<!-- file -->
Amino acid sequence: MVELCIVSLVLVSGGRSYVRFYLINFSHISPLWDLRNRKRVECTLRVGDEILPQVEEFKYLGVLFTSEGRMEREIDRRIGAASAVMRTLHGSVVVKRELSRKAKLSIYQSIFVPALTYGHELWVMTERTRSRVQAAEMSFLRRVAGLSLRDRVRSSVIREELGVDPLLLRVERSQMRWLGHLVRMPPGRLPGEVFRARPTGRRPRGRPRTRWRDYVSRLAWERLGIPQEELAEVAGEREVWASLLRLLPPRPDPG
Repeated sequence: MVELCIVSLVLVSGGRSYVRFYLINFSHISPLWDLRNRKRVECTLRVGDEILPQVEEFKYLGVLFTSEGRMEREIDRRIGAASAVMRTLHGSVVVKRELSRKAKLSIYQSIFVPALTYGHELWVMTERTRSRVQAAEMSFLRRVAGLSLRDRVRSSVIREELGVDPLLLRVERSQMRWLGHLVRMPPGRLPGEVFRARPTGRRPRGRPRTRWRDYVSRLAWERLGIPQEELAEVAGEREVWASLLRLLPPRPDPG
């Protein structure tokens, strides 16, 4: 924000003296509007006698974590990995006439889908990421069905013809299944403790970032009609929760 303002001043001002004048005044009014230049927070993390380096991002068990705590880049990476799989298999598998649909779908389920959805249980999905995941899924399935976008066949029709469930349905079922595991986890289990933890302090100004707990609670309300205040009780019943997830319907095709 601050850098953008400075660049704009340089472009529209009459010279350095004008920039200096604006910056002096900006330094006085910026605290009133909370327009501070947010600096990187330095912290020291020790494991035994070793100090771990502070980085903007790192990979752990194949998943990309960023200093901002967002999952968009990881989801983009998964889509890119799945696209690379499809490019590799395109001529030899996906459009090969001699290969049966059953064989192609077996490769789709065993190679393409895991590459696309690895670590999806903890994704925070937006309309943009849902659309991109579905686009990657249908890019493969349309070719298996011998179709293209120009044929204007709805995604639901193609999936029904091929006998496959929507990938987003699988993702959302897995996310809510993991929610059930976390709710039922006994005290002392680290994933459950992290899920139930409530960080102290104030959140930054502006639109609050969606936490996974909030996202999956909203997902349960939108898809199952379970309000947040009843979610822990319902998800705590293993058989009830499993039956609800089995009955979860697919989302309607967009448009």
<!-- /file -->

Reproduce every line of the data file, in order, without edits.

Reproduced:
Amino acid sequence: MVELCIVSLVLVSGGRSYVRFYLINFSHISPLWDLRNRKRVECTLRVGDEILPQVEEFKYLGVLFTSEGRMEREIDRRIGAASAVMRTLHGSVVVKRELSRKAKLSIYQSIFVPALTYGHELWVMTERTRSRVQAAEMSFLRRVAGLSLRDRVRSSVIREELGVDPLLLRVERSQMRWLGHLVRMPPGRLPGEVFRARPTGRRPRGRPRTRWRDYVSRLAWERLGIPQEELAEVAGEREVWASLLRLLPPRPDPG
Repeated sequence: MVELCIVSLVLVSGGRSYVRFYLINFSHISPLWDLRNRKRVECTLRVGDEILPQVEEFKYLGVLFTSEGRMEREIDRRIGAASAVMRTLHGSVVVKRELSRKAKLSIYQSIFVPALTYGHELWVMTERTRSRVQAAEMSFLRRVAGLSLRDRVRSSVIREELGVDPLLLRVERSQMRWLGHLVRMPPGRLPGEVFRARPTGRRPRGRPRTRWRDYVSRLAWERLGIPQEELAEVAGEREVWASLLRLLPPRPDPG
């Protein structure tokens, strides 16, 4: 924000003296509007006698974590990995006439889908990421069905013809299944403790970032009609929760 303002001043001002004048005044009014230049927070993390380096991002068990705590880049990476799989298999598998649909779908389920959805249980999905995941899924399935976008066949029709469930349905079922595991986890289990933890302090100004707990609670309300205040009780019943997830319907095709 601050850098953008400075660049704009340089472009529209009459010279350095004008920039200096604006910056002096900006330094006085910026605290009133909370327009501070947010600096990187330095912290020291020790494991035994070793100090771990502070980085903007790192990979752990194949998943990309960023200093901002967002999952968009990881989801983009998964889509890119799945696209690379499809490019590799395109001529030899996906459009090969001699290969049966059953064989192609077996490769789709065993190679393409895991590459696309690895670590999806903890994704925070937006309309943009849902659309991109579905686009990657249908890019493969349309070719298996011998179709293209120009044929204007709805995604639901193609999936029904091929006998496959929507990938987003699988993702959302897995996310809510993991929610059930976390709710039922006994005290002392680290994933459950992290899920139930409530960080102290104030959140930054502006639109609050969606936490996974909030996202999956909203997902349960939108898809199952379970309000947040009843979610822990319902998800705590293993058989009830499993039956609800089995009955979860697919989302309607967009448009």